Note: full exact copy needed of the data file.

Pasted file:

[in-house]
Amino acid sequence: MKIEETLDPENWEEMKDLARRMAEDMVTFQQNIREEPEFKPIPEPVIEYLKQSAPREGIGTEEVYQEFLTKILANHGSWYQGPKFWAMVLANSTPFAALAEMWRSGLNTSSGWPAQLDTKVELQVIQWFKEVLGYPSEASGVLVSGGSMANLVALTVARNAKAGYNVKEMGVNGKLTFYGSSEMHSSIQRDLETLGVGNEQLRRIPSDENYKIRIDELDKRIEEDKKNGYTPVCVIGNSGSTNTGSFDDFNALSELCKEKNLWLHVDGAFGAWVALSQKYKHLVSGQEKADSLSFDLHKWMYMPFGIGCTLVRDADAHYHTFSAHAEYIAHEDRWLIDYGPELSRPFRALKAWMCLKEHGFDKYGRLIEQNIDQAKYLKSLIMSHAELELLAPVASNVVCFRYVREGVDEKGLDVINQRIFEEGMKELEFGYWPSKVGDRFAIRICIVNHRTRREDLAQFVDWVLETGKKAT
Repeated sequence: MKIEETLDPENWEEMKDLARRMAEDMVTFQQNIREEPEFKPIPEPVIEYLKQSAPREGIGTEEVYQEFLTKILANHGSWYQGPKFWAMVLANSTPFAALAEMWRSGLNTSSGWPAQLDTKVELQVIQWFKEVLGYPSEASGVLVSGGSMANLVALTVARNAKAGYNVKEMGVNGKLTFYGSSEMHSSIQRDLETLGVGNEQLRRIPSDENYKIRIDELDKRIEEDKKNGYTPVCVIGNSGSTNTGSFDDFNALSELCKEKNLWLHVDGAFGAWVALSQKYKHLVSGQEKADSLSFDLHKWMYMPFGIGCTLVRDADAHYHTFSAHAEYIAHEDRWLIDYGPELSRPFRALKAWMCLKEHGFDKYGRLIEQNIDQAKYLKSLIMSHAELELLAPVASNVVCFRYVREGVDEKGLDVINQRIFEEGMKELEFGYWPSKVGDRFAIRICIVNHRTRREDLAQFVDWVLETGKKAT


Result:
[in-house]
Amino acid sequence: MKIEETLDPENWEEMKDLARRMAEDMVTFQQNIREEPEFKPIPEPVIEYLKQSAPREGIGTEEVYQEFLTKILANHGSWYQGPKFWAMVLANSTPFAALAEMWRSGLNTSSGWPAQLDTKVELQVIQWFKEVLGYPSEASGVLVSGGSMANLVALTVARNAKAGYNVKEMGVNGKLTFYGSSEMHSSIQRDLETLGVGNEQLRRIPSDENYKIRIDELDKRIEEDKKNGYTPVCVIGNSGSTNTGSFDDFNALSELCKEKNLWLHVDGAFGAWVALSQKYKHLVSGQEKADSLSFDLHKWMYMPFGIGCTLVRDADAHYHTFSAHAEYIAHEDRWLIDYGPELSRPFRALKAWMCLKEHGFDKYGRLIEQNIDQAKYLKSLIMSHAELELLAPVASNVVCFRYVREGVDEKGLDVINQRIFEEGMKELEFGYWPSKVGDRFAIRICIVNHRTRREDLAQFVDWVLETGKKAT
Repeated sequence: MKIEETLDPENWEEMKDLARRMAEDMVTFQQNIREEPEFKPIPEPVIEYLKQSAPREGIGTEEVYQEFLTKILANHGSWYQGPKFWAMVLANSTPFAALAEMWRSGLNTSSGWPAQLDTKVELQVIQWFKEVLGYPSEASGVLVSGGSMANLVALTVARNAKAGYNVKEMGVNGKLTFYGSSEMHSSIQRDLETLGVGNEQLRRIPSDENYKIRIDELDKRIEEDKKNGYTPVCVIGNSGSTNTGSFDDFNALSELCKEKNLWLHVDGAFGAWVALSQKYKHLVSGQEKADSLSFDLHKWMYMPFGIGCTLVRDADAHYHTFSAHAEYIAHEDRWLIDYGPELSRPFRALKAWMCLKEHGFDKYGRLIEQNIDQAKYLKSLIMSHAELELLAPVASNVVCFRYVREGVDEKGLDVINQRIFEEGMKELEFGYWPSKVGDRFAIRICIVNHRTRREDLAQFVDWVLETGKKAT